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  1. #1
    Super Moderator satrow's Avatar
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    Symantec/Norton dangerously insecure.

    Time to update and study the alternatives?

    Because Symantec uses a filter driver to intercept all system I/O, just emailing a file to a victim or sending them a link to an exploit is enough to trigger it - the victim does not need to open the file or interact with it in anyway. Because no interaction is necessary to exploit it, this is a wormable vulnerability with potentially devastating consequences to Norton and Symantec customers.
    "These vulnerabilities are as bad as it gets," Tavis Ormandy, a researcher with Google's Project Zero, wrote in a blog post. "They donít require any user interaction, they affect the default configuration, and the software runs at the highest privilege levels possible. In certain cases on Windows, vulnerable code is even loaded into the kernel, resulting in remote kernel memory corruption."
    High-severity bugs in 25 Symantec/Norton products imperil millions.

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    lumpy95 (2016-08-28),Rick Corbett (2016-06-29)

  3. #2
    Super Moderator Rick Corbett's Avatar
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    Thanks for the heads-up. I hadn't seen this and some of my family use Norton 360.

  4. #3
    5 Star Lounger petesmst's Avatar
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    Perhaps some amplification is needed here to avoid "panic": If you are using a Symantec product, it will automatically download and install any necessary patches/updates; these will correct the vulnerabilities reported by the OP. To ensure that you have the latest updates, manually run "update" in your product.

    I quote from the Symantec Site: "Norton Family:


    Product update is delivered via LiveUpdateTM. LiveUpdateTM runs automatically at regular intervals or users can run an interactive LiveUpdateTM.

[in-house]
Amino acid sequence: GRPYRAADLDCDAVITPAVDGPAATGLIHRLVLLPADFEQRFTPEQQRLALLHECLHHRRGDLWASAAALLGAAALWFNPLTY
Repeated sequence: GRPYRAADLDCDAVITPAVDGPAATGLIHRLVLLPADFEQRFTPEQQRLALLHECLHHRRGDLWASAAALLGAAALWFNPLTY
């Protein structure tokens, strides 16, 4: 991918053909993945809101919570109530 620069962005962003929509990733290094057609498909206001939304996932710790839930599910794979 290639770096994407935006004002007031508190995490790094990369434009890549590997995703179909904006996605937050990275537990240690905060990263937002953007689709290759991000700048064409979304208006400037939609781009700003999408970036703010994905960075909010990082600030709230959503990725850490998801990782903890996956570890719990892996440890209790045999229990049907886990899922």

To perform LiveUpdateTM interactively, users should:

    Access LiveUpdateTM in the product

    Run LiveUpdateTM until all available updates are downloaded and installed


    The Help ->About Box in the product UI will show the version 22.7.0.x if the update has been successfully applied.
    (My Setup: Custom built: 4.00GHz Intel Core i7-6700K CPU; MSI Z170A Gaming Carbon Motherboard (Military Class III); Win 10 Pro (64 bit)-(UEFI-booted); 16GB RAM; 512GB SAMSUNG SD850 PRO SSD; 120GB SAMSUNG 840 SSD; Seagate 2TB Barracuda SATA6G HDD; 2 X GeForceGTX 1070 8GB Graphics Card (SLI); Office 2013 Prof (32-bit); MS Project 2013 (32-bit); Acronis TI 2017 Premium, Norton Internet Security, VMWare Workstation12 Pro). WD My Book 3 1TB USB External Backup Drive). Samsung 24" Curved HD Monitor.

  5. #4
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    I also wasn't aware of this advisory but I had been made aware of an upgrade to Norton on another forum and a Check for updates gave me the patch to upgrade it to 22.7.0.76 which required a reboot to effect.

    I think a manual check for.. was required for this patch, but opening Norton and clicking on the Help button and then on New Version Check will tell you if you have the latest version.

  6. #5
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    I would have thought that if a user runs Norton's LiveUpdate(TM), this would address known exploits of the type described in satrow's post, but it wouldn't address such an exploit that was brand new. Is this accurate, or is Norton addressing this type of exploit as well as instances of that exploit?

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  9. #7
    Super Moderator RetiredGeek's Avatar
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    Hey Y'all,

    Here's a direct link to killing this bad boy in Windows.

    I just did this, after creating a system restore point JIC!. Easy peasy! HTH
    May the Forces of good computing be with you!

    RG

    PowerShell & VBA Rule!

    My Systems: Desktop Specs
    Laptop Specs

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    access-mdb (2016-08-29),Browni (2016-08-28),Dick-Y (2016-08-29),Lugh (2016-08-29),lumpy95 (2016-08-28)

  11. #8
    Silver Lounger lumpy95's Avatar
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    I don't use Symantec/Norton but I assume that I should block this CA anyway, correct?

  12. #9
    Super Moderator Rick Corbett's Avatar
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    Quote Originally Posted by lumpy95
    I don't use Symantec/Norton but I assume that I should block this CA anyway, correct?
    Yes. Here's how another website explains it in slightly greater detail:

    Since they now have a trusted CA, and they're known for creating MiTM attack devices, they can use this certificate to issue fake certificates for any website you visit. To clarify, they can intercept your connection to, say, YourBank.com, open their connection to YourBank using their real certificate, but send your computer their own certificate that claims to be YourBank's, sign it with their trusted CA, and your computer won't blink an eye. It will implicitly trust it, seeing as if it checks the signing CA, it'll find that it is properly signed, and trusted on your machine.